Max Reuter, Editor-in-Chief at JEB, Professor at University College London
We are happy to introduce JEB’s new editorial board! Following the announcement of the planned reorganisation last summer, Managing Editor Nicki Cook and I had been busy recruiting editors for the new board over the autumn and winter. This was a long and complex process, including the multi-dimensional puzzle of selecting board members according to expertise and diversity and a significant amount of work behind the scenes to adjust and update the manuscript handling workflows. But we are happy (and relieved) to finally be able to present our Handling and Associate Editors to you, our reader- and authorship, and welcome them here.
The main motivation for reorganising our editorial structure was to adapt JEB to the increasing diversification and sophistication of contemporary evolutionary biology. Research in our field is becoming ever broader, both in terms of the questions we ask and the technologies and approaches we use. To continue to provide peer review—and hence content—of the highest quality, JEB’s editorial practices need to match this diversification. A bigger board and the range of expertise among our Associate Editors will allow us to do so.
But diversification is not limited to the research itself, the evolution community has also become broader in many other ways. Our second (but by no means secondary) goal has therefore been to make JEB’s editorial board more diverse and representative of the entire research community. Our senior editors (Editor-in-Chief, Handling Editors, Commissioning Editor and Data Editor) now includes researchers from the UK, US, Australia, Switzerland, Mexico and the Netherlands and we have gender parity among the new Handling Editors. For the board of Associate Editors too we have made large strides towards being representative of the diversity of the field. We have significantly increased the representation of women among our editors (from 4:11 among the previous board of Deciding Editors to 16:23 among the new AEs) and now have editors from 17 countries, including Austria, Belgium, Brazil, China, Denmark, Finland, France, Germany, Israel, Italy, Japan, the Netherlands, Spain, Sweden, Switzerland, UK and the US.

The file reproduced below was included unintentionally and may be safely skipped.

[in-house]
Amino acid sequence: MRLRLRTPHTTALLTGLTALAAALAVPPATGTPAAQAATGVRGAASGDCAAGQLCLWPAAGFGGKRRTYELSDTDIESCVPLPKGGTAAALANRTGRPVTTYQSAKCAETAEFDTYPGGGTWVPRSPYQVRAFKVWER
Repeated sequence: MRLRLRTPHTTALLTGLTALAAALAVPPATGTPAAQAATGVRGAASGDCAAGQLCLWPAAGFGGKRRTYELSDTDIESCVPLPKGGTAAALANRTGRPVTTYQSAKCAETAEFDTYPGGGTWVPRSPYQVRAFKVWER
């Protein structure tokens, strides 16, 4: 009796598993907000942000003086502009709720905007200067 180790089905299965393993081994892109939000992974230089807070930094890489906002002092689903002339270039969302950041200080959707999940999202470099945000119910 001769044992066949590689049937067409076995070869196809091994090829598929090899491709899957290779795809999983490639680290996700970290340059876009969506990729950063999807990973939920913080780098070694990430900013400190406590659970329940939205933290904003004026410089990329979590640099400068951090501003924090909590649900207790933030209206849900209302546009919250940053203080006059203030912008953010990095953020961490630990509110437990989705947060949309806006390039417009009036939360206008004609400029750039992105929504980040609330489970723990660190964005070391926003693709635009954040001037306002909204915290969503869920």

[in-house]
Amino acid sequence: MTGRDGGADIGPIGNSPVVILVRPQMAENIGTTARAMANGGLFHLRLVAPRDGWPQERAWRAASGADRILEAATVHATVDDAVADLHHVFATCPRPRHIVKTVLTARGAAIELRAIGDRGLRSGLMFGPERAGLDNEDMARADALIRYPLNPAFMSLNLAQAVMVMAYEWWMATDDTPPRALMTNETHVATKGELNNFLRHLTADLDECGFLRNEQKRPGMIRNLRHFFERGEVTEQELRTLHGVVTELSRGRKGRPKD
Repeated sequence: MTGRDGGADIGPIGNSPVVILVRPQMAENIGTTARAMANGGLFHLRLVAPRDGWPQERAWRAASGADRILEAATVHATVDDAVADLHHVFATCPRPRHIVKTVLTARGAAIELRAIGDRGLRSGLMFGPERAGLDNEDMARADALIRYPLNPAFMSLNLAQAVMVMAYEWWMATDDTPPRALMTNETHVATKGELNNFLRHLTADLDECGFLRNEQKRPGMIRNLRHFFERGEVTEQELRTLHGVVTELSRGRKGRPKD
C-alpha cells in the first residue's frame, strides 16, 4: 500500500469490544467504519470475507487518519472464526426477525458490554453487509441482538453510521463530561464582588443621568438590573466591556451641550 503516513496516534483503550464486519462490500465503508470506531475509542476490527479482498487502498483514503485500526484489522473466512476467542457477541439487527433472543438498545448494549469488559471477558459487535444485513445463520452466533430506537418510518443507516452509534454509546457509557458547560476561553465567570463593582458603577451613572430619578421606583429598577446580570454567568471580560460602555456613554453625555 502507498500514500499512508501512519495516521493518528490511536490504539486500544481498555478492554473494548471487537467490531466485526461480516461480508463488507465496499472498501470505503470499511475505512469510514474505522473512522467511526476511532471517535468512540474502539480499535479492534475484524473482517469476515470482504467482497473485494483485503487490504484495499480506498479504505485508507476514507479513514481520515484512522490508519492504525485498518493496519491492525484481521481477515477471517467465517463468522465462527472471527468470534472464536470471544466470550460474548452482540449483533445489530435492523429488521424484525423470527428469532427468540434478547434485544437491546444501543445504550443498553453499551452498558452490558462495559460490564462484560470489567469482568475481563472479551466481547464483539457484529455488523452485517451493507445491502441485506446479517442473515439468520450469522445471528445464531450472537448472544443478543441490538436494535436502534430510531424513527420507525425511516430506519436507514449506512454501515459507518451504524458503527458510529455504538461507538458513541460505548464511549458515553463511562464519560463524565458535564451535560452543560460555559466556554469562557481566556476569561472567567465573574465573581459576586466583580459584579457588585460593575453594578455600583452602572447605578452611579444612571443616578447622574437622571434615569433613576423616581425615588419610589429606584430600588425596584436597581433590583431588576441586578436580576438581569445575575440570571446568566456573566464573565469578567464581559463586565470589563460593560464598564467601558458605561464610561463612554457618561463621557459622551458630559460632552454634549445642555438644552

We are excited to see our new board in action and hope these changes will get a positive reception in the community. Please share your comments and thoughts, we value them. Meanwhile, we will continue our work. This will include further additions to fill in gaps and to make small adjustments to the balance between our submissions and the expertise within the board. More importantly though, we are yet to recruit a group of junior AEs and their mentors to provide a pathway to grow into editorial roles.
While we hope that the new board will improve the way we work, our mission to publish quality research in evolutionary biology remains unchanged. Besides welcoming our new editors, I would therefore like to thank our outgoing board of Deciding Editors. Their hard work is the foundation of JEB’s reputation as one of the leading journals in our field and many of them will provide valuable continuity as members of the new board. Thank you!